The big issue, though, as with the previous book, is the colossal amount of time and manpower that is simply wasted. Vast numbers of nominal policemen never set foot in the mean streets, but confine themselves to sending e-mails about targets from the comfort of their offices. For those doing real police work, procedures are wildly cumbersome, and they must take ten times as much time for diversity and sensitivity courses as for courses on catching criminals.

If the Home Secretary hasn't read this book she certainly should.
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Format: Paperback
This book is addictive, shocking, funny, moving and exciting in turns. Written in down to earth copper-speak, it's hard hitting and pulls no punches.

A must read for anyone with an interest in Law and Order or in how the current destructive cuts are affecting policing and therefore the safety of all of us.
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Format: Kindle Edition Verified Purchase
In this follow-up to PC Copperfield's 'Wasting Police Time', a large number of other police officers corroborate the assertions of PC Copperfield: The failings of the CPS, the bureaucracy, the penny-pinching savings, the shortcomings of equipment, and the political correctness gone wild. The authors make no bones about the fact that the policies of government(s), the social services, the judicial system, and the prison parole system are leading to reduced effectiveness of policing and resulting in serious and persistent criminals going unpunished.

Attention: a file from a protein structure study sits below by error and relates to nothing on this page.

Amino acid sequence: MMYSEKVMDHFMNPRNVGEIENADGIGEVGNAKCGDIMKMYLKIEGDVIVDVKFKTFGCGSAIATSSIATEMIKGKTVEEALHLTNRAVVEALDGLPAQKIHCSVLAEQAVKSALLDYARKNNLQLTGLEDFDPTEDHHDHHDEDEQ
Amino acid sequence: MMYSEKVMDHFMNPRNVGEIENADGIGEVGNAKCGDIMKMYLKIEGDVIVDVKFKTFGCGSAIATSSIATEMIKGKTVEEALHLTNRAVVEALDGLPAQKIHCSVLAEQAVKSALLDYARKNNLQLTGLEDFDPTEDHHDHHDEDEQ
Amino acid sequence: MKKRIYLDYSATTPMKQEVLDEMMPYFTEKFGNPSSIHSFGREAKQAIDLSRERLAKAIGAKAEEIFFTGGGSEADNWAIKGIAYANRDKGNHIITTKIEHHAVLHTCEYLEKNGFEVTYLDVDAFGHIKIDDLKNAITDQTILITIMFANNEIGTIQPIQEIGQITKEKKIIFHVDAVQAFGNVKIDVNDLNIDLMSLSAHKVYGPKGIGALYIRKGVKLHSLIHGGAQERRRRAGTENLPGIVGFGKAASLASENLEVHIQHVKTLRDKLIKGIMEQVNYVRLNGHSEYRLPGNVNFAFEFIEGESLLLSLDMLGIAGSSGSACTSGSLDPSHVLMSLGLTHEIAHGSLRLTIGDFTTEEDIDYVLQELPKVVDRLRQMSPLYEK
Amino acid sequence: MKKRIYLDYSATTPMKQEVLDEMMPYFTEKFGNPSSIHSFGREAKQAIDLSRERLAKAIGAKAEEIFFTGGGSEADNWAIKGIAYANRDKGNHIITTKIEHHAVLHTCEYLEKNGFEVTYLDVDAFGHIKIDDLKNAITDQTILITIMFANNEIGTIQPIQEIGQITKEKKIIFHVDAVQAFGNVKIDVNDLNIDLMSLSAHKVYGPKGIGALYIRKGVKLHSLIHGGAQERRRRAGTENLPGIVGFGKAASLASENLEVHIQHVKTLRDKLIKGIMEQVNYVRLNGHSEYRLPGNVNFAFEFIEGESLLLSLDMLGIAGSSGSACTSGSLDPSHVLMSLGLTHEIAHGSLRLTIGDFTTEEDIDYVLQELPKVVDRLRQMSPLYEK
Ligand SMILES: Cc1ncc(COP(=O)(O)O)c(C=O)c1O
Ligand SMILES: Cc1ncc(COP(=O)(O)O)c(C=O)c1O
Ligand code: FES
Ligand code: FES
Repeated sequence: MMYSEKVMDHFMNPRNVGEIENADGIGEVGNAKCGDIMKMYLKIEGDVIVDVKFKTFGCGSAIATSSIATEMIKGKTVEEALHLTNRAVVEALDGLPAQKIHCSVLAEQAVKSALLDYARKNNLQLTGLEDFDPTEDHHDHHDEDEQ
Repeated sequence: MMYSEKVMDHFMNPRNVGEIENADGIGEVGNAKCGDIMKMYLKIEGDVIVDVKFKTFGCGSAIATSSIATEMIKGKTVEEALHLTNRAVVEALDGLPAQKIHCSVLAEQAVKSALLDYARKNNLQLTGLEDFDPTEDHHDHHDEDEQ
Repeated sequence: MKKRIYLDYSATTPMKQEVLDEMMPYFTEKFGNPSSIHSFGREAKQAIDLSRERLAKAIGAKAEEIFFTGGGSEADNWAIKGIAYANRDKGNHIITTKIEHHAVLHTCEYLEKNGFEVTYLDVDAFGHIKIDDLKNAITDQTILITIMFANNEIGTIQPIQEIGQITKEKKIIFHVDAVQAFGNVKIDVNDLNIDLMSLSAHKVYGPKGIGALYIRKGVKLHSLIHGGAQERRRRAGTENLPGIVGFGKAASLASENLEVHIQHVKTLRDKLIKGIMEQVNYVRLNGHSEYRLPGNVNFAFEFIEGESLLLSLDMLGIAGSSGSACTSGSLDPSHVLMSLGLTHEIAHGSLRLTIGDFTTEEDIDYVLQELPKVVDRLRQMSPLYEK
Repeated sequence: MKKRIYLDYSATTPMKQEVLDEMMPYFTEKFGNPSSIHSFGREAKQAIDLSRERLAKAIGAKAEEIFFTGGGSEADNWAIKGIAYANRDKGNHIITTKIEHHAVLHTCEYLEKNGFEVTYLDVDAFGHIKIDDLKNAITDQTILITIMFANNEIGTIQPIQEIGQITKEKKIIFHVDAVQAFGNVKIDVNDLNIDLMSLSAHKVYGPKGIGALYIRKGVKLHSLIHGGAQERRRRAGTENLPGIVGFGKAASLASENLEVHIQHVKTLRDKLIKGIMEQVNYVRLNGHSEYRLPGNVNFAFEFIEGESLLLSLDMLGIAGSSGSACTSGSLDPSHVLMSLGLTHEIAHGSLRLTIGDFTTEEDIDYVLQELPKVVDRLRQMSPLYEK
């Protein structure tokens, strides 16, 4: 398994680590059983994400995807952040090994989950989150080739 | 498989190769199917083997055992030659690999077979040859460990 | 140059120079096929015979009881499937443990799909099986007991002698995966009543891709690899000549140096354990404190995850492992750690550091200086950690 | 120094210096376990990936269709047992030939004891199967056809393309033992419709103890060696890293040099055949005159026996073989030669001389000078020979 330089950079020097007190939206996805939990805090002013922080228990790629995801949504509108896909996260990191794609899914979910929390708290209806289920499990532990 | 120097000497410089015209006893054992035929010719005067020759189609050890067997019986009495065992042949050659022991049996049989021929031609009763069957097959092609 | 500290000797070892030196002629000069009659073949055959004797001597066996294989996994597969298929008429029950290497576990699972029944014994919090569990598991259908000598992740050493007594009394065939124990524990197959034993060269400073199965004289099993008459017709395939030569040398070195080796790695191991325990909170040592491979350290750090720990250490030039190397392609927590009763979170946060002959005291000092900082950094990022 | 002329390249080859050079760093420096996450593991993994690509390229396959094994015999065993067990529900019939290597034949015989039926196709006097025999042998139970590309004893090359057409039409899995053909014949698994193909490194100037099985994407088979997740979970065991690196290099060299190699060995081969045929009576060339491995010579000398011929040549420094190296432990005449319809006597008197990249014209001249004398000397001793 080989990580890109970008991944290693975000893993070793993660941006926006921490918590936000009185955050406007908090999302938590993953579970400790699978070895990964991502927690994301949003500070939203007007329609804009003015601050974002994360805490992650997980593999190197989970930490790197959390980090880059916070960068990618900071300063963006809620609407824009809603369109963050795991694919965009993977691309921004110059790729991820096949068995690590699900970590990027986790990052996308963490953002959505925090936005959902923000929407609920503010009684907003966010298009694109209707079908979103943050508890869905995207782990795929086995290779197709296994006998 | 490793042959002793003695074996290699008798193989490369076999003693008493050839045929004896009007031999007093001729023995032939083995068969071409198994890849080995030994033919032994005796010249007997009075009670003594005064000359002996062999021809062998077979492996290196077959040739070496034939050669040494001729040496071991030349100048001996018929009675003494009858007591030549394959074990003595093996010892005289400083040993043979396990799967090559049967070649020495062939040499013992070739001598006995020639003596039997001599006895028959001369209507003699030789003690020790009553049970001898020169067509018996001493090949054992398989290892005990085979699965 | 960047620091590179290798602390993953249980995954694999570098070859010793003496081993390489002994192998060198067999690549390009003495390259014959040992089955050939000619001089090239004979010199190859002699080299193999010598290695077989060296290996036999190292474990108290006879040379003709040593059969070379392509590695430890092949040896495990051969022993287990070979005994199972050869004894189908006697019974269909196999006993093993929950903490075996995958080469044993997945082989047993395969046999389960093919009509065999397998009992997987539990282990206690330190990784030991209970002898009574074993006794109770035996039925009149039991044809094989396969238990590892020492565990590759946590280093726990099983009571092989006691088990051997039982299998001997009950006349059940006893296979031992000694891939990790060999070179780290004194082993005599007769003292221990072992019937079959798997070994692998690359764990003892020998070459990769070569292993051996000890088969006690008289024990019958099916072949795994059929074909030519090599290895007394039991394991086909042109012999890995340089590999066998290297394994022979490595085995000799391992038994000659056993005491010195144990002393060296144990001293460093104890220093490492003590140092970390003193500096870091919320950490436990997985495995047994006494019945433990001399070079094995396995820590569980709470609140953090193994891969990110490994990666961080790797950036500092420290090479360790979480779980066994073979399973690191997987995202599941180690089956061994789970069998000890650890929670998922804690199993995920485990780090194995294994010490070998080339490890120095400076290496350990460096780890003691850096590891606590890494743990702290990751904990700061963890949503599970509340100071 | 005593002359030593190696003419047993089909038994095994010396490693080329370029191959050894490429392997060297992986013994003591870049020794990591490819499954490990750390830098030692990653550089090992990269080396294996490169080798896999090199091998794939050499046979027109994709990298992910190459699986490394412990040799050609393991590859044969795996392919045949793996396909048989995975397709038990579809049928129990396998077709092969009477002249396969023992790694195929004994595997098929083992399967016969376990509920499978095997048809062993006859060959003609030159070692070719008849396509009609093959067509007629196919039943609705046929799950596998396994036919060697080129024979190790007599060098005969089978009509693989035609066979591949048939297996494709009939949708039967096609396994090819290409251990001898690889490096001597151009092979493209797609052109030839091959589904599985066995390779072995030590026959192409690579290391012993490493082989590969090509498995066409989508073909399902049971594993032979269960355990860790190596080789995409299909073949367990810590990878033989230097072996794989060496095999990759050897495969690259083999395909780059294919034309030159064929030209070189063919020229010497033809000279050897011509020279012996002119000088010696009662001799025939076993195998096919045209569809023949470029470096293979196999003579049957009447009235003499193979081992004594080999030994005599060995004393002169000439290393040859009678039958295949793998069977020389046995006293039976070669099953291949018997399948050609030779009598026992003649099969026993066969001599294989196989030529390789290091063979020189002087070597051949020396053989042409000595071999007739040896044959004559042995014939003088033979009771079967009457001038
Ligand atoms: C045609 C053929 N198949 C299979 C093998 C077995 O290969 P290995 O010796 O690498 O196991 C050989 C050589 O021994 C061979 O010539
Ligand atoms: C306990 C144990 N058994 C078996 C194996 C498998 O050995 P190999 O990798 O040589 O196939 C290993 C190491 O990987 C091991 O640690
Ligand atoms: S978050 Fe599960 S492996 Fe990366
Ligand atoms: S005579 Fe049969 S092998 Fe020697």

The multitude of different authors all singing from the same songbook make this book more credible than its predecessor. Furthermore, the authors are drawn from police forces all over the UK, and the reader gets a better chance to understand their often very brave efforts to preserve law and order and help the public, sometimes under grisly and harrowing conditions. Reading this book will give you a better perspective of the police force and the work they do. Next time you get a speeding ticket for doing 80mph on a 70mph motorway, you'll understand that, in all likelihood, the policeman who nabbed you would much rather be after burglars, rapists, murderers and muggers, than sitting by the roadside helping his bosses tick 'crime solved' boxes for the government.
Highly recommended.
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Format: Kindle Edition Verified Purchase
Having recently left the job, this was a timely reminder of the mess I have escaped from. It's great to realise you're not the only one mystified and left banging your head against the wall whilst the police service self-destructs. Successful change will only come from within, and whilst the promoted continue to support the system that got them promoted, the dinosaurs will continue to rule.
Copperfield strikes again, lifting the lid on the truly bizarre state the service finds itself in thanks to the faceless idiots in the background who have never faced an angry man and who think they know best because that's how they were told it was.
Essential reading for anyone in service, or perhaps thinking about joining this merry-go-round that used to be a career, but is now only a job.